Slouched in the passenger seat,

he slides a sideling glance,

“Shall I tell her how I feel this time?

“Would she understand?’


Remote, assessing:

“Or will she embarrass me?  Tell her friends?”

“Condescend?  Get it wrong?”

He shrugs and turns away.  



I stop at a light.

“Who are you now?” I don’t ask.

“Who are you, large young man?  What goes on

                        behind your silent eyes? 

What is it like with your fuzzy chin?  your big feet?

What would you say with your bass voice?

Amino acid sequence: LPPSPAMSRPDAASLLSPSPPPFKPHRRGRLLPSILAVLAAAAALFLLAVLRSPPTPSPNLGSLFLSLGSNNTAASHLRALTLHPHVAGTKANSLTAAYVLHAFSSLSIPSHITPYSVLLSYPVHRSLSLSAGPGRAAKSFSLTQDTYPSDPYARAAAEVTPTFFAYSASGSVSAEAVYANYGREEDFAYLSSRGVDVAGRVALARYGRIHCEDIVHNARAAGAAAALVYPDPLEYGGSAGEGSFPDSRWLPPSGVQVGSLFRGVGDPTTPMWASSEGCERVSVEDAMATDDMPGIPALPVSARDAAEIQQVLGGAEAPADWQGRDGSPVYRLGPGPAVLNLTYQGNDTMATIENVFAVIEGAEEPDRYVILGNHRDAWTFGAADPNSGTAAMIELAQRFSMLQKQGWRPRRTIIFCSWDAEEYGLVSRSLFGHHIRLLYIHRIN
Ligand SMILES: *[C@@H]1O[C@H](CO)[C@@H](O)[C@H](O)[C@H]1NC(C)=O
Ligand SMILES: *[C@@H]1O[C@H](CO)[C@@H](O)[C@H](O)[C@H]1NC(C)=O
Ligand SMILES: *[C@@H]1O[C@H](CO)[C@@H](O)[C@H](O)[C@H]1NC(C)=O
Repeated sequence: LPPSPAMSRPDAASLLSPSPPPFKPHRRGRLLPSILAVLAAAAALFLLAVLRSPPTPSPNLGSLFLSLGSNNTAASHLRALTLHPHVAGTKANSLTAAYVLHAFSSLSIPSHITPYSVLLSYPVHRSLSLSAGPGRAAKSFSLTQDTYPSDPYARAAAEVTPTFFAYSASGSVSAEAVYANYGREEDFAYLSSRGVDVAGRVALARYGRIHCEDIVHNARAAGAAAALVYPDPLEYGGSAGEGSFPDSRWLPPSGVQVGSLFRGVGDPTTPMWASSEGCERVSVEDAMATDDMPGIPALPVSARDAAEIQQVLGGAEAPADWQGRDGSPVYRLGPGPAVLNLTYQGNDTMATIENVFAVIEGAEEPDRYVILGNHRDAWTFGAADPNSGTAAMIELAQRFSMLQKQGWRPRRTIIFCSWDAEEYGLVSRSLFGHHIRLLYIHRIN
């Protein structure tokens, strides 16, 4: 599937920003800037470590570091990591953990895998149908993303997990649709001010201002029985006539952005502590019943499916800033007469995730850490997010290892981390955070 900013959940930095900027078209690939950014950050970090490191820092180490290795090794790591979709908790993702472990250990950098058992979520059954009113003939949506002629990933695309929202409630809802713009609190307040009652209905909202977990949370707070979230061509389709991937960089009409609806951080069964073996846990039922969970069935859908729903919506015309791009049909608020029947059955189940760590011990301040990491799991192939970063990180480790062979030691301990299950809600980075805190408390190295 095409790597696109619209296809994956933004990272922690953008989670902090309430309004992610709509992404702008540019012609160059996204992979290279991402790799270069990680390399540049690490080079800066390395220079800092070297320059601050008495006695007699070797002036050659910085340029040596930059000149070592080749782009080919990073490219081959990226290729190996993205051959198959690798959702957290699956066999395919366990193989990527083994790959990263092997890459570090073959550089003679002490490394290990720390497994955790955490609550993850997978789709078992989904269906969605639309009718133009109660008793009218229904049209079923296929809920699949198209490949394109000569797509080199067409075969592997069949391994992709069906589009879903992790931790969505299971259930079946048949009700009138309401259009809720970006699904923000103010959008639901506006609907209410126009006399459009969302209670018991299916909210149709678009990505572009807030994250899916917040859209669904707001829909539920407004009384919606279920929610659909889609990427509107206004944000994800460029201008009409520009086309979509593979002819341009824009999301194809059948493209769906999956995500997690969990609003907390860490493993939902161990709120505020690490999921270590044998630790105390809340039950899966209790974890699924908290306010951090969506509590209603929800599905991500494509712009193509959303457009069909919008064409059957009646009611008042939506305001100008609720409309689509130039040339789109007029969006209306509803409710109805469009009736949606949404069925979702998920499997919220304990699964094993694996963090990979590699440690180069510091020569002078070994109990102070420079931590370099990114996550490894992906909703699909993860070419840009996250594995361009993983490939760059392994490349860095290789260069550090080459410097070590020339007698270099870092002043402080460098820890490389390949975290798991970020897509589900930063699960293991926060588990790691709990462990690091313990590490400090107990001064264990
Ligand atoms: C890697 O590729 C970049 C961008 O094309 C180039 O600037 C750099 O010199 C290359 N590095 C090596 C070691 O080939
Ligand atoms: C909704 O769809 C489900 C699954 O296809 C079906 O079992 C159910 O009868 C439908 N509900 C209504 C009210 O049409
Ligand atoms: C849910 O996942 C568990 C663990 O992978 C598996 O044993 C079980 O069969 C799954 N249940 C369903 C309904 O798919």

“I am so proud of you,” I don’t say.

“Competence, confidence, passion, energy, grace—

“In every way

            you do delight me so.”


(Be quiet, mom.  I’m separating.  Not this year.  Wait.)


“Is my boy still in there?” I wonder.

“The little one in yellow footed sleepers, with a stuffed dog?

“Is he still there, somewhere deep inside?

 “Does it hurt, youth? 

Does it hurt like mine did

            thirty years ago?”


Will we be friends again, someday, or are you gone forever?


We get to school.

“Have a good day,”  I say too brightly.  “See you tonight.”

“Right, mammy,” he growls.  “Later.”






© Jean M. Campbell 2001